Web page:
Carl Hobson talks about his support of GOP presidential nominee Donald Trump at his Edgemere gas station, which displays one of the largest “Trump” signs in the community, the trademark “Make America Great Again” slogan impossible to miss under the price for diesel. (Video by Algerina Perna)

Conservatives like to say they believe in personal responsibility, and they admonish others to take charge of their lives and not expect the government to solve their problems. Name just about any societal issue — poverty, crime, the lack of affordable housing, the high school dropout rate — a conservative will find a way to raise "lack of personal responsibility" as the root problem.

But it occurred to me, while reading John Fritze's story in Sunday's edition of The Baltimore Sun, that many of the same people who preach personal responsibility have been slow to seize the day themselves. I speak here of some of the former Democrats of eastern Baltimore County who support Donald Trump for president because of "economic conditions" that went south decades ago.


The decline of industry in Sparrows Point and Middle River is old news. The loss of good-paying union jobs has been well-documented, sufficiently bemoaned and broadly accepted as a reason for many of the region's social problems, including the decline of the urban middle class.

The long, slow death of Bethlehem Steel has also been used as an instruction to at least two generations of Baltimoreans: Learn a new trade or skill, get an education, get a college degree because, as Bruce Springsteen sang 30 years ago: "These jobs are goin', boys, and they ain't comin' back."

So this complaint about the loss of industry in the midst of the 2016 presidential campaign sounds like a stretch to cover other reasons to support Trump. I think his main appeal is to white people's fears and their general unhappiness with immigrants. His campaign has exploited racial/ethnic anxiety as much, if not more than, economic grievances.

But to those who claim support of Trump because of his economic message — whatever it is — I might ask the following:

Given the writing that has been on the wall for 40 years, what have you done to adjust to life without easy-to-obtain manufacturing jobs? Did you take personal responsibility for getting on a new career path? Have you become bullish about education, insisting that your children and grandchildren learn a craft or gain the college degrees they need for good jobs in the global economy? Have you supported politicians who support education?

A striking fact from Fritze's story: In Maryland's 6th legislative district, the Trump stronghold that includes Dundalk and Essex, just 10.6 percent of residents 25 and older have an undergraduate degree. That's the lowest rate of college education in any legislative district in the state, and it's only slightly better than the rate for the Baltimore metropolitan region in 1970.

That year, only 10.3 percent of residents of the Baltimore area had a college degree, according to an analysis by the Brookings Metropolitan Policy Program, part of the Brookings Institution.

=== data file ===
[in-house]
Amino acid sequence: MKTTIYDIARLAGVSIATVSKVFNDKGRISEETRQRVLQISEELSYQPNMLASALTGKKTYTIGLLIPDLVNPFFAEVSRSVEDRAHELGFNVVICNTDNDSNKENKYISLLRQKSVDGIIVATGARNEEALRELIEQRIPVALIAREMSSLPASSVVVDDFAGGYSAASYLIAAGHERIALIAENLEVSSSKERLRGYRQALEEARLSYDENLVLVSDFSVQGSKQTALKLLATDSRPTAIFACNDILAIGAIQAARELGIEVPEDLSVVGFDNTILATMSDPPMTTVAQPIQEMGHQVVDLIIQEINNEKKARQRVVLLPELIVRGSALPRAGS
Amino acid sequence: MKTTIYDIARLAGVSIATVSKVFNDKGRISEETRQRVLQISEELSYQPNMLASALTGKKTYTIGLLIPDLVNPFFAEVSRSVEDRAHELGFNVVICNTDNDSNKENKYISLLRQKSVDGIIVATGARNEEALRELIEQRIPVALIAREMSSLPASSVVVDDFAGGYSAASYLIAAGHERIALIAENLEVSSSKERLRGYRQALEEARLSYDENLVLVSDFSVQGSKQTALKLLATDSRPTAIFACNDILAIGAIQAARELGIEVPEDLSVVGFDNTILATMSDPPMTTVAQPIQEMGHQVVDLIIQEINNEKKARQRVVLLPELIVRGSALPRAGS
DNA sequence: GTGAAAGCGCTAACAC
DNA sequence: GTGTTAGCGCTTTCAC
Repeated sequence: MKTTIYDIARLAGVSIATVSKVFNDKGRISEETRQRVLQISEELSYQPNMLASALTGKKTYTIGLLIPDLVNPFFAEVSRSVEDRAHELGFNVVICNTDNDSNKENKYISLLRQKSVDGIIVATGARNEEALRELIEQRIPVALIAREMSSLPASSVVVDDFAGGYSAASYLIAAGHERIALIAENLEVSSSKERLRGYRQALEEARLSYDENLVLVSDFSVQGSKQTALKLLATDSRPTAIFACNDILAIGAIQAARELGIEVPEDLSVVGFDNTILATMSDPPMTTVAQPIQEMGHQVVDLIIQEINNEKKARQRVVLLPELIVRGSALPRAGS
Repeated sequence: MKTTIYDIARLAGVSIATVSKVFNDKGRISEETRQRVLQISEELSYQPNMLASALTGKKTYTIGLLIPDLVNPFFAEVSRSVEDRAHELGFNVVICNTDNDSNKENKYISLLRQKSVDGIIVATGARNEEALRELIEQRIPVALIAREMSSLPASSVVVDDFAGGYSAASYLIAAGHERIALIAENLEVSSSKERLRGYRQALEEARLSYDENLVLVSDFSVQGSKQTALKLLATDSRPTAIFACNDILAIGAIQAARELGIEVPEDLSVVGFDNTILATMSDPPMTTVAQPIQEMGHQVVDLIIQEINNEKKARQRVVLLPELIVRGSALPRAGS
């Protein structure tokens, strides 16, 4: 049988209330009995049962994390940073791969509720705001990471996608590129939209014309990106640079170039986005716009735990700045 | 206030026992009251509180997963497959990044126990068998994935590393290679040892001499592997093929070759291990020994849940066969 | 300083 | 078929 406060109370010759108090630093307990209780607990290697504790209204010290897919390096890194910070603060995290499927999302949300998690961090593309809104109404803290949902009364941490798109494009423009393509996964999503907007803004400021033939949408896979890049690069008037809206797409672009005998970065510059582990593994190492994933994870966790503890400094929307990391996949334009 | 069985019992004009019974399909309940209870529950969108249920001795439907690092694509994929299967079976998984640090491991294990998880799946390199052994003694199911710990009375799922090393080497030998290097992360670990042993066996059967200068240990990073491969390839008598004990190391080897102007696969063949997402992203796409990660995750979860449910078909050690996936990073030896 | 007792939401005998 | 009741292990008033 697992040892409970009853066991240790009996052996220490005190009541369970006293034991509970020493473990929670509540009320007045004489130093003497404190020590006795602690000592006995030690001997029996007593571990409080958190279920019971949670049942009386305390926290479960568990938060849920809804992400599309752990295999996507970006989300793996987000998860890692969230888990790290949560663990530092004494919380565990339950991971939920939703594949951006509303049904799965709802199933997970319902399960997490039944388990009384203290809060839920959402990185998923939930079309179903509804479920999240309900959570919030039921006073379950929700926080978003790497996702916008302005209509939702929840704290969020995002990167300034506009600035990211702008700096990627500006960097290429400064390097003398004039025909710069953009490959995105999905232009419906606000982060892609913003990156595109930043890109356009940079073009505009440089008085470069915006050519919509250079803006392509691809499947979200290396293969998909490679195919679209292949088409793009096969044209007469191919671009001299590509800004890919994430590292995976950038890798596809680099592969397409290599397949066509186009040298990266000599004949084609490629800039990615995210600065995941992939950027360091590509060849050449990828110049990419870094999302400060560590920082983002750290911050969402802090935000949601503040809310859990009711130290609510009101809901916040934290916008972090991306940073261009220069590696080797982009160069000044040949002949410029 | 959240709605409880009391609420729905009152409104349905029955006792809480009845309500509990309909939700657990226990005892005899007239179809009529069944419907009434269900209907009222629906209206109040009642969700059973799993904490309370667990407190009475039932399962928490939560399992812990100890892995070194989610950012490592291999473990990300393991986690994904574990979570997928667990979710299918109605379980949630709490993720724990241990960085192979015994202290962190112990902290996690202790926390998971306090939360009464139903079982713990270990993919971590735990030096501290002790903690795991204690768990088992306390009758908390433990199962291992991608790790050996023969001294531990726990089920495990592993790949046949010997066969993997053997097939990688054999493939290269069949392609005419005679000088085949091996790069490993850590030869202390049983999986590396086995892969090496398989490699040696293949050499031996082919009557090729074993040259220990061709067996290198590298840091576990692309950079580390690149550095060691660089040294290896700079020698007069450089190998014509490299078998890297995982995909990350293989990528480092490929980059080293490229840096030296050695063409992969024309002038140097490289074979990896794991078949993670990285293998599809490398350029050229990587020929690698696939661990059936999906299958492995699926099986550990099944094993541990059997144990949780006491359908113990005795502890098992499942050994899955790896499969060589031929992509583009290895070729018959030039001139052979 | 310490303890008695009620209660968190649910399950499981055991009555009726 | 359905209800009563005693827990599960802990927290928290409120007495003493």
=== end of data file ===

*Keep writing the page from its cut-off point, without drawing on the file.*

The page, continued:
By 2010, however, the number of metropolitan Baltimoreans with a bachelor's degree had grown by nearly 25 percentage points. The region ranked 14th nationally, at 35.1 percent, in residents with a college education. As a percentage of population, the Baltimore area had a better-educated workforce than New York-New Jersey and even Pittsburgh, often held up as a model of post-industrial renewal.

In Maryland, some 37 percent of residents 25 and older hold college degrees, according to the U.S. Census Bureau's 2014 survey.

There are many reasons for the growth in college-educated adults: More rights and opportunities for women and minorities, immigrants' high regard for education, the desire of baby boomers to live better than their parents did, and the loud, clear and repeated message that manufacturing careers were in decline.

That message does not appear to have reached all of southeastern Baltimore County, and now many there complain that the "establishment," particularly Democrats, have left them behind.

Those of us who never personally experienced the powerlessness and uncertainty caused by the loss of big industry were sympathetic to the workers and their families who did. It was a long, hard transition that began four decades ago. Manufacturing's decline accelerated in the 1980s and again in the 2000s. Millions of jobs were lost.

Over all this time, Americans adapted. It was tough, but many found new jobs, sometimes in other states. Some retooled by going back to school or taking advantage of a government-funded retraining program at a community college. They came to see, if they hadn't before, the value and potential of education and passed that along to their kids.

But others, for reasons unclear, seem to cling to the smokestack past, bemoan the loss of a life that went the way of the No. 26 streetcar line, and now bet that Trump, a Republican billionaire whose business interests include manufacturing abroad, will "bring steel back" and make America great again.


"I love the poorly educated," Trump said during his primary campaign, in a sense absolving those who did not adjust to the changing economy of any personal responsibility. It's one of the most un-American things he could have said.